Using the generalised Q method in ecological economics: A better way to capture representative values and perspectives in ecosystem service management.
Peer reviewed, Journal article
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Original versionEcological Economics. 2020, 170 (April), . https://doi.org/10.1016/j.ecolecon.2019.106588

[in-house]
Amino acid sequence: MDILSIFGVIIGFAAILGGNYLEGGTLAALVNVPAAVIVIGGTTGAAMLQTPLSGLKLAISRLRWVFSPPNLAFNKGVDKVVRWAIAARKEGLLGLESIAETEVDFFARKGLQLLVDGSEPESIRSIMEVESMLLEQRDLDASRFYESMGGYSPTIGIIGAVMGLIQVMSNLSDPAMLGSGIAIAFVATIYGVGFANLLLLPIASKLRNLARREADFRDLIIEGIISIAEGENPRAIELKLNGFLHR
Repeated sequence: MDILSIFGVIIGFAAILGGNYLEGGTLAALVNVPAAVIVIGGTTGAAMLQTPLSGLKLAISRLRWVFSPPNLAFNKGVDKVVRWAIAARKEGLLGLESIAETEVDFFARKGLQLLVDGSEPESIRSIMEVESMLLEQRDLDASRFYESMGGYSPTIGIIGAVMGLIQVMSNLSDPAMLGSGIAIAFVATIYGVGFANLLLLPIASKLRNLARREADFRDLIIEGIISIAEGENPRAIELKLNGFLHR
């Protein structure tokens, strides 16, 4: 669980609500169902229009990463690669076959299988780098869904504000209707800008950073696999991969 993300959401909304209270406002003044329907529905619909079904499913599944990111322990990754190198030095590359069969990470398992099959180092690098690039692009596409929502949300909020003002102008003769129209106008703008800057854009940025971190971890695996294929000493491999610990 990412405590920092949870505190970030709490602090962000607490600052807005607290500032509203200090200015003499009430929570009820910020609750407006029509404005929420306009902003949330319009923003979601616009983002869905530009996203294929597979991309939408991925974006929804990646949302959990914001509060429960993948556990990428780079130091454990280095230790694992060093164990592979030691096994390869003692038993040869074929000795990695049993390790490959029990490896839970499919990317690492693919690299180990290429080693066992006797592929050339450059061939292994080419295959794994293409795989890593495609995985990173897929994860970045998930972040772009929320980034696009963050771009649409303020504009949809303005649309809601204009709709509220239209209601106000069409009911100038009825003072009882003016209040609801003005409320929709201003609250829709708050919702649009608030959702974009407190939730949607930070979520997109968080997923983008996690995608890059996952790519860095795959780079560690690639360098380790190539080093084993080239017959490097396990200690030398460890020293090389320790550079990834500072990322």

The Q-method identifies groups of people with similar or diverging perspectives and is increasingly used for analysing resource conflicts. However, it is uninformative on the prevalence of perspectives in the general population. The Norwegian government considers planting spruce climate forests on abandoned pastures, the habitat for many red listed species. We identify three prevailing stakeholder perspectives in the climate forest debate using the Q method; one pro climate forest and two against with differing motivations. Using the so-called scale creation method (Danielson, 2009) and a national survey, we measure the support of the general population for these perspectives and elicit their concern for ecosystem services. About half of the sample is pro climate forest. Opposition is greater in regions where spruce is uncommon and abandoned pastures are common. The impact of climate forests on biodiversity and landscapes is a concern. Conflicts would be dampened if climate forest policy took impacts on landscape aesthetics and biodiversity better into account. Our proposed generalised Q method combines two strengths: the depth of the Q method with the breadth of the general population survey. The method demonstrates a way forward in ecological economics to better capture representative values and perspectives in ecosystem service management and help design climate and environmental policies with greater acceptance.